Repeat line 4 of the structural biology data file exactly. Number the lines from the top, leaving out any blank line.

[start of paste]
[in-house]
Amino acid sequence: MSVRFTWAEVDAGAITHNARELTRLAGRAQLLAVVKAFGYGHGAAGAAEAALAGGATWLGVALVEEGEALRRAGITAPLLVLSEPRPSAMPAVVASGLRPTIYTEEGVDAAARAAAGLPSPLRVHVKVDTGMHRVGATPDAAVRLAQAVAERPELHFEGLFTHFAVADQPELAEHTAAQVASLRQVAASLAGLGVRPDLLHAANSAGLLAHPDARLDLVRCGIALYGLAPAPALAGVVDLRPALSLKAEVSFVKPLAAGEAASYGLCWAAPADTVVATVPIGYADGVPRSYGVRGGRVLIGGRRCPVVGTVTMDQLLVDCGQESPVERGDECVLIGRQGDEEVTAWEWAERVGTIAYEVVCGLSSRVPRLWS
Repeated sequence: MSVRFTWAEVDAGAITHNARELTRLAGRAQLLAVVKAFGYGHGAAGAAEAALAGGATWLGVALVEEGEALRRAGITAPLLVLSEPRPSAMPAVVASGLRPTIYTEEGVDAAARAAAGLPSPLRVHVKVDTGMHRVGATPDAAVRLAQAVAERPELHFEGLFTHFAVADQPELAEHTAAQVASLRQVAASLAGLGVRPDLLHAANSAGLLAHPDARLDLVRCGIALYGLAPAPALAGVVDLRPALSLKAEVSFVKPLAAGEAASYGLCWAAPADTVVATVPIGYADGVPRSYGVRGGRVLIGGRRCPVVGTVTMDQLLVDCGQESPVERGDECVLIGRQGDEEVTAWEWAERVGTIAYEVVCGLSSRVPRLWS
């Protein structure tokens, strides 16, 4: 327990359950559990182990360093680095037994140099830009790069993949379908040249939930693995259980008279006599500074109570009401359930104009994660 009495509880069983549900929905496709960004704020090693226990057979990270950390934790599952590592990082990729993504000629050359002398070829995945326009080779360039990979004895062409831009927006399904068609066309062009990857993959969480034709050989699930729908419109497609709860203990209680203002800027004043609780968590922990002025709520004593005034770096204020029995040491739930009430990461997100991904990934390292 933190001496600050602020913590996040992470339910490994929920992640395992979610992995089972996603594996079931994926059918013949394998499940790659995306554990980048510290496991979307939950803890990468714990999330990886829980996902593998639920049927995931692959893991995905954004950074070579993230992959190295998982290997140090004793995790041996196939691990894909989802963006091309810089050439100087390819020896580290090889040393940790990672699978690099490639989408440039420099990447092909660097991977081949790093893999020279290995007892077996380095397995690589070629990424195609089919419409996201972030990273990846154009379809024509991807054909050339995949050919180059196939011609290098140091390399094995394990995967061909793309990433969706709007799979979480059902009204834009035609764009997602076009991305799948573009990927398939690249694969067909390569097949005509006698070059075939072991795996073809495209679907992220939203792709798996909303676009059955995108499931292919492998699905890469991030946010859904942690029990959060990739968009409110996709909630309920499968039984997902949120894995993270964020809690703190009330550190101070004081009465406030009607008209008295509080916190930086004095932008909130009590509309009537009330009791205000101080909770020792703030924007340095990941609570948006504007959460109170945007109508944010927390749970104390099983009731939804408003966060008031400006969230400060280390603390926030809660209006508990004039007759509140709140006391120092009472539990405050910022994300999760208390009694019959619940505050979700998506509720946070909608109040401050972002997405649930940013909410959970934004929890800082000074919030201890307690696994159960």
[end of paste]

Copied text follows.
């Protein structure tokens, strides 16, 4: 327990359950559990182990360093680095037994140099830009790069993949379908040249939930693995259980008279006599500074109570009401359930104009994660 009495509880069983549900929905496709960004704020090693226990057979990270950390934790599952590592990082990729993504000629050359002398070829995945326009080779360039990979004895062409831009927006399904068609066309062009990857993959969480034709050989699930729908419109497609709860203990209680203002800027004043609780968590922990002025709520004593005034770096204020029995040491739930009430990461997100991904990934390292 933190001496600050602020913590996040992470339910490994929920992640395992979610992995089972996603594996079931994926059918013949394998499940790659995306554990980048510290496991979307939950803890990468714990999330990886829980996902593998639920049927995931692959893991995905954004950074070579993230992959190295998982290997140090004793995790041996196939691990894909989802963006091309810089050439100087390819020896580290090889040393940790990672699978690099490639989408440039420099990447092909660097991977081949790093893999020279290995007892077996380095397995690589070629990424195609089919419409996201972030990273990846154009379809024509991807054909050339995949050919180059196939011609290098140091390399094995394990995967061909793309990433969706709007799979979480059902009204834009035609764009997602076009991305799948573009990927398939690249694969067909390569097949005509006698070059075939072991795996073809495209679907992220939203792709798996909303676009059955995108499931292919492998699905890469991030946010859904942690029990959060990739968009409110996709909630309920499968039984997902949120894995993270964020809690703190009330550190101070004081009465406030009607008209008295509080916190930086004095932008909130009590509309009537009330009791205000101080909770020792703030924007340095990941609570948006504007959460109170945007109508944010927390749970104390099983009731939804408003966060008031400006969230400060280390603390926030809660209006508990004039007759509140709140006391120092009472539990405050910022994300999760208390009694019959619940505050979700998506509720946070909608109040401050972002997405649930940013909410959970934004929890800082000074919030201890307690696994159960």